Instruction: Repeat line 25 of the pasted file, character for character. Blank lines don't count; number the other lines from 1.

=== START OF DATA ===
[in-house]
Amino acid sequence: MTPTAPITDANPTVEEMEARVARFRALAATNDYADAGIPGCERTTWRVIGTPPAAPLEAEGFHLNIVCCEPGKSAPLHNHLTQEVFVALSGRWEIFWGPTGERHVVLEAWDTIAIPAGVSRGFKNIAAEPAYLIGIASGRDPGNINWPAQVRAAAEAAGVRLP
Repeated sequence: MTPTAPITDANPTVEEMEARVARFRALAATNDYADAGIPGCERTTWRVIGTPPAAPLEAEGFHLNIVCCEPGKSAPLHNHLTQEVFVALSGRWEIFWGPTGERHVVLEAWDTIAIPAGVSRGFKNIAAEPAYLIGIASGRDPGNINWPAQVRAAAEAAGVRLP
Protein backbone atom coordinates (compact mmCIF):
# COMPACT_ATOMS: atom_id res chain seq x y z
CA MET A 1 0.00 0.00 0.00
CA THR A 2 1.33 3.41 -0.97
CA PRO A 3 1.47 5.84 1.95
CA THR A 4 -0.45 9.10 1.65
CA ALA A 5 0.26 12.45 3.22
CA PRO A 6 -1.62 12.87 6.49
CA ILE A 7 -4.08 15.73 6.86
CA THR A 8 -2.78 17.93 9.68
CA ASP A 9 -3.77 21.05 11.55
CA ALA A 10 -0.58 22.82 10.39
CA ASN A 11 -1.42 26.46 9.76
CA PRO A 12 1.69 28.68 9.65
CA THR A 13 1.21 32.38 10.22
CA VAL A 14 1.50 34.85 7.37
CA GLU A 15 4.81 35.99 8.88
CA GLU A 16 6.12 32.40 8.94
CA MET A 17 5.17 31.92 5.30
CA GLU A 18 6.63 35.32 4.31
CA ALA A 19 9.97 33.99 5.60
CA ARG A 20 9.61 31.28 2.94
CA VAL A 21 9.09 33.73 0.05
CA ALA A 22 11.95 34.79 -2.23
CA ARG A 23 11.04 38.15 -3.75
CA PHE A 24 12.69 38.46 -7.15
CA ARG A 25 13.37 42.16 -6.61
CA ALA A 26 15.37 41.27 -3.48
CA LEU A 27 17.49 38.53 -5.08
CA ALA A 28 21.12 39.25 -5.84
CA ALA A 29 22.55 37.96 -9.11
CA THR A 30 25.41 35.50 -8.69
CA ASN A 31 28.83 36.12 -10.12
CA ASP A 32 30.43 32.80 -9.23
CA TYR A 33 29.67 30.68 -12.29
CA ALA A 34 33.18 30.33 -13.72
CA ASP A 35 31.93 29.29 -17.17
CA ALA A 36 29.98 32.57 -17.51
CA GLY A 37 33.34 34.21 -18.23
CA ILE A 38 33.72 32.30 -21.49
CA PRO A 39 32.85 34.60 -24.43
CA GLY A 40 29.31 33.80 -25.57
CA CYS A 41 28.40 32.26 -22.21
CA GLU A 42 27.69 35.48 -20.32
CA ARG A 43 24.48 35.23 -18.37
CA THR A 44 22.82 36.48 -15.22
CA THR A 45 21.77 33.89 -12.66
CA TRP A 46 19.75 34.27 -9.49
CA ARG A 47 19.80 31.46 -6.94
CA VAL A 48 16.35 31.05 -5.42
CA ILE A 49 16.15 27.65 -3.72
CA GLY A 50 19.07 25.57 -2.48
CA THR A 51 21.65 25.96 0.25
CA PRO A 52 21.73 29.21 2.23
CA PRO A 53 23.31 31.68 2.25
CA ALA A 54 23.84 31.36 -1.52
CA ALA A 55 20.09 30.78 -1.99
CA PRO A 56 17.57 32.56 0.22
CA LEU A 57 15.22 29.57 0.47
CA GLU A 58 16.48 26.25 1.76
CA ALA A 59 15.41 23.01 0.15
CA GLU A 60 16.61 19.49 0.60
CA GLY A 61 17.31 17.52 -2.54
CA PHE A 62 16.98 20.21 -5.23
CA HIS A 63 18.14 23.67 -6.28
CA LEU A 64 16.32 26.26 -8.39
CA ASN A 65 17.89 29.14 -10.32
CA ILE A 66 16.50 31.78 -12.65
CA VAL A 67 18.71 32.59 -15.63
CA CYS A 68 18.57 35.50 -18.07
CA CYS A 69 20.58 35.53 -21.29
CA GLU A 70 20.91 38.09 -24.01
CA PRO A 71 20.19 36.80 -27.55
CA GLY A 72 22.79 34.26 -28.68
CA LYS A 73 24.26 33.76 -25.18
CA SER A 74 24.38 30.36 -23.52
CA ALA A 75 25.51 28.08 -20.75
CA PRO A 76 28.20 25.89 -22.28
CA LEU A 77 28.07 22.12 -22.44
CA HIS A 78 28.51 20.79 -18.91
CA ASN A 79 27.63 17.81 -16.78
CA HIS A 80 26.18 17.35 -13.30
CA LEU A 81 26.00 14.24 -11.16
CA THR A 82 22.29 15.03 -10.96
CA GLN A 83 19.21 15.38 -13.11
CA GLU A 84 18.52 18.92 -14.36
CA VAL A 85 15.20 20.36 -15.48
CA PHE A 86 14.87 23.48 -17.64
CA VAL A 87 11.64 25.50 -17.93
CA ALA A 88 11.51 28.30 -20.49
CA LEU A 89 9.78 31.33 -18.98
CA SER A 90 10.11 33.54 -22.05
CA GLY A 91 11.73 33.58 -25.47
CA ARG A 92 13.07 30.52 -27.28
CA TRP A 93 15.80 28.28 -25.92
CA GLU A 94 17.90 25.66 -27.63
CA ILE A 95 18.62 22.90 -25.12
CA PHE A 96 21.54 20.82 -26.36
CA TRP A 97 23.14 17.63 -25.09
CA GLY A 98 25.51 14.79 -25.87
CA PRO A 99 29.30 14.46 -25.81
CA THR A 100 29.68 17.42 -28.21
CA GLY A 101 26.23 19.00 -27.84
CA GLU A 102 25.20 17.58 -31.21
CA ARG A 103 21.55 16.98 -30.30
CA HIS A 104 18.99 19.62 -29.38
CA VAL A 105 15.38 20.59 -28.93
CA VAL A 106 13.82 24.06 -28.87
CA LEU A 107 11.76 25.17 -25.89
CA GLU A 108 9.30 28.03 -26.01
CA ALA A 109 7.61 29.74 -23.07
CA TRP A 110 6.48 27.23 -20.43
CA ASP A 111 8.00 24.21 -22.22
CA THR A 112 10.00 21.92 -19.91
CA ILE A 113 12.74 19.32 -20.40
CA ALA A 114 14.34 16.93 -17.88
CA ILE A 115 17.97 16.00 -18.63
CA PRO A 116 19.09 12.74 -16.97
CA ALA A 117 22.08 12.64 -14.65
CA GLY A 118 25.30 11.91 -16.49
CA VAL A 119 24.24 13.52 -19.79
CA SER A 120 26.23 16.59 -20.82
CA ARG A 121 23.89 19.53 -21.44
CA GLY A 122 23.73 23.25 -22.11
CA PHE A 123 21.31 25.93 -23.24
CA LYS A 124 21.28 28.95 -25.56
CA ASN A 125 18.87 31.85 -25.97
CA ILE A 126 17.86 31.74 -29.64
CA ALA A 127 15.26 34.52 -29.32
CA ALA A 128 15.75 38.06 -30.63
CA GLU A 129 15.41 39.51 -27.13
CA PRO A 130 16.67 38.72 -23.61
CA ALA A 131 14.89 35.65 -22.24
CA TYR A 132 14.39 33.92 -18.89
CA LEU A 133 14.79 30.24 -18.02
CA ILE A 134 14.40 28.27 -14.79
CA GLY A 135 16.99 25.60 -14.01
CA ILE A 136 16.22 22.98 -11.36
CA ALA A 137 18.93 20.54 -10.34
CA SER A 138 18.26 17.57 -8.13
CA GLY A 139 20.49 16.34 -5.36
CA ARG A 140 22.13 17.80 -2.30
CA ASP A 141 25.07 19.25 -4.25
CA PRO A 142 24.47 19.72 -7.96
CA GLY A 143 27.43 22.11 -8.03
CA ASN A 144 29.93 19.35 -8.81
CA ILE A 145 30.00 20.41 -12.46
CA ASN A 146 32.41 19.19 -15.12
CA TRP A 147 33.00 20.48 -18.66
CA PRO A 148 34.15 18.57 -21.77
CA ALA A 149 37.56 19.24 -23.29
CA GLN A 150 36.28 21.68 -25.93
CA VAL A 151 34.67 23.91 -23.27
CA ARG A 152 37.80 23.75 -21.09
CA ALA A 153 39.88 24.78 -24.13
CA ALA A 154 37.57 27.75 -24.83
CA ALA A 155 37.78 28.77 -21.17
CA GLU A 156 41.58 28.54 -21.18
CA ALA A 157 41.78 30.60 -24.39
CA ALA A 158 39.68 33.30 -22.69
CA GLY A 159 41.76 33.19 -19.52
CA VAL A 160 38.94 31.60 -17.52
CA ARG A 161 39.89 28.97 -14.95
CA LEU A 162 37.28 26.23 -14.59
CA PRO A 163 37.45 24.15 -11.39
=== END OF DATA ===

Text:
CA ARG A 20 9.61 31.28 2.94